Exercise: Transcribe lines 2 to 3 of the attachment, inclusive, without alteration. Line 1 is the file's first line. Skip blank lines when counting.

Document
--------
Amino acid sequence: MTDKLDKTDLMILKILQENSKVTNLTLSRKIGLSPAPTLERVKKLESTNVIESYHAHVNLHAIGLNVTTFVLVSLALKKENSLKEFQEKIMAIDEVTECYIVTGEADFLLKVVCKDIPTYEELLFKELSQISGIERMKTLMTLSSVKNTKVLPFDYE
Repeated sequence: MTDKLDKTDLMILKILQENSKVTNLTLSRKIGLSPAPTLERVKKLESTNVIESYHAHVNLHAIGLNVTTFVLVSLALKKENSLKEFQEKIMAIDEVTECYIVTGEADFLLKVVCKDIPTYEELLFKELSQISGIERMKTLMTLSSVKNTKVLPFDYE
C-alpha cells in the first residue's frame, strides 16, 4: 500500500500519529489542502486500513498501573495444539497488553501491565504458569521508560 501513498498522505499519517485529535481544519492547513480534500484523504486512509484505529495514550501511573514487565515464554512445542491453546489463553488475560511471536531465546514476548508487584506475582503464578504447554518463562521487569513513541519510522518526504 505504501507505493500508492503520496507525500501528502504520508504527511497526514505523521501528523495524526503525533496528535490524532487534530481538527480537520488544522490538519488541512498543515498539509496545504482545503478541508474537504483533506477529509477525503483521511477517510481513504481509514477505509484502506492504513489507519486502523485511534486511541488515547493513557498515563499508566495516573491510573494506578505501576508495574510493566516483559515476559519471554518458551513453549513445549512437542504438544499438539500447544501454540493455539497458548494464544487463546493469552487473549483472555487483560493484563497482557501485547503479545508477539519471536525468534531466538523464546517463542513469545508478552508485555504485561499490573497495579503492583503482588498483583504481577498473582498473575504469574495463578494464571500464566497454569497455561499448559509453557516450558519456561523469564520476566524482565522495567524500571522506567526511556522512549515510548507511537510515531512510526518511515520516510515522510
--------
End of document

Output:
Repeated sequence: MTDKLDKTDLMILKILQENSKVTNLTLSRKIGLSPAPTLERVKKLESTNVIESYHAHVNLHAIGLNVTTFVLVSLALKKENSLKEFQEKIMAIDEVTECYIVTGEADFLLKVVCKDIPTYEELLFKELSQISGIERMKTLMTLSSVKNTKVLPFDYE
C-alpha cells in the first residue's frame, strides 16, 4: 500500500500519529489542502486500513498501573495444539497488553501491565504458569521508560 501513498498522505499519517485529535481544519492547513480534500484523504486512509484505529495514550501511573514487565515464554512445542491453546489463553488475560511471536531465546514476548508487584506475582503464578504447554518463562521487569513513541519510522518526504 505504501507505493500508492503520496507525500501528502504520508504527511497526514505523521501528523495524526503525533496528535490524532487534530481538527480537520488544522490538519488541512498543515498539509496545504482545503478541508474537504483533506477529509477525503483521511477517510481513504481509514477505509484502506492504513489507519486502523485511534486511541488515547493513557498515563499508566495516573491510573494506578505501576508495574510493566516483559515476559519471554518458551513453549513445549512437542504438544499438539500447544501454540493455539497458548494464544487463546493469552487473549483472555487483560493484563497482557501485547503479545508477539519471536525468534531466538523464546517463542513469545508478552508485555504485561499490573497495579503492583503482588498483583504481577498473582498473575504469574495463578494464571500464566497454569497455561499448559509453557516450558519456561523469564520476566524482565522495567524500571522506567526511556522512549515510548507511537510515531512510526518511515520516510515522510